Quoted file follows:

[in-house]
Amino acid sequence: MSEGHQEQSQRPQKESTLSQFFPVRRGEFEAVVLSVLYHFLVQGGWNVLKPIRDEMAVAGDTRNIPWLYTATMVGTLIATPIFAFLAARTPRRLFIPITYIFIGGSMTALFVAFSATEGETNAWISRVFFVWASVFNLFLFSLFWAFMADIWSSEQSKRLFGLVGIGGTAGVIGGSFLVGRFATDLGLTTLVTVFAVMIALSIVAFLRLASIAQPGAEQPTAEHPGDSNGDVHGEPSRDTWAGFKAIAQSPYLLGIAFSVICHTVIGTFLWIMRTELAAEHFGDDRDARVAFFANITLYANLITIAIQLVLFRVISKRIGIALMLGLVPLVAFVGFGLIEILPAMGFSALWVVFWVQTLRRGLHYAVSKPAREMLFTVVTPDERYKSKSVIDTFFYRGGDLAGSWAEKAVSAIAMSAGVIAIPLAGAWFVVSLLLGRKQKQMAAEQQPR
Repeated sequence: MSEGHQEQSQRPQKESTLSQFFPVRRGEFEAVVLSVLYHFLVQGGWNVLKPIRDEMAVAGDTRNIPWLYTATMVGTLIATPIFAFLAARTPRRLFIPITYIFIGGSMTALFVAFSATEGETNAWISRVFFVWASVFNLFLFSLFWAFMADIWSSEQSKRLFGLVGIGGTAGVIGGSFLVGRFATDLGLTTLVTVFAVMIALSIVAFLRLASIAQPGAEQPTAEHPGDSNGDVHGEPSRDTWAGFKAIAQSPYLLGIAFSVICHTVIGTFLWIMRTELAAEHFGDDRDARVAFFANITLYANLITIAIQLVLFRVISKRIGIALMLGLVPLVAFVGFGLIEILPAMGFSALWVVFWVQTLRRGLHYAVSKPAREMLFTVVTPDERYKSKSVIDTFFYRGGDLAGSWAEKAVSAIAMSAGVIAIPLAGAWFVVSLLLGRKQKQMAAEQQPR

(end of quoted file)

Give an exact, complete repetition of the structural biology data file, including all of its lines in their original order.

[in-house]
Amino acid sequence: MSEGHQEQSQRPQKESTLSQFFPVRRGEFEAVVLSVLYHFLVQGGWNVLKPIRDEMAVAGDTRNIPWLYTATMVGTLIATPIFAFLAARTPRRLFIPITYIFIGGSMTALFVAFSATEGETNAWISRVFFVWASVFNLFLFSLFWAFMADIWSSEQSKRLFGLVGIGGTAGVIGGSFLVGRFATDLGLTTLVTVFAVMIALSIVAFLRLASIAQPGAEQPTAEHPGDSNGDVHGEPSRDTWAGFKAIAQSPYLLGIAFSVICHTVIGTFLWIMRTELAAEHFGDDRDARVAFFANITLYANLITIAIQLVLFRVISKRIGIALMLGLVPLVAFVGFGLIEILPAMGFSALWVVFWVQTLRRGLHYAVSKPAREMLFTVVTPDERYKSKSVIDTFFYRGGDLAGSWAEKAVSAIAMSAGVIAIPLAGAWFVVSLLLGRKQKQMAAEQQPR
Repeated sequence: MSEGHQEQSQRPQKESTLSQFFPVRRGEFEAVVLSVLYHFLVQGGWNVLKPIRDEMAVAGDTRNIPWLYTATMVGTLIATPIFAFLAARTPRRLFIPITYIFIGGSMTALFVAFSATEGETNAWISRVFFVWASVFNLFLFSLFWAFMADIWSSEQSKRLFGLVGIGGTAGVIGGSFLVGRFATDLGLTTLVTVFAVMIALSIVAFLRLASIAQPGAEQPTAEHPGDSNGDVHGEPSRDTWAGFKAIAQSPYLLGIAFSVICHTVIGTFLWIMRTELAAEHFGDDRDARVAFFANITLYANLITIAIQLVLFRVISKRIGIALMLGLVPLVAFVGFGLIEILPAMGFSALWVVFWVQTLRRGLHYAVSKPAREMLFTVVTPDERYKSKSVIDTFFYRGGDLAGSWAEKAVSAIAMSAGVIAIPLAGAWFVVSLLLGRKQKQMAAEQQPR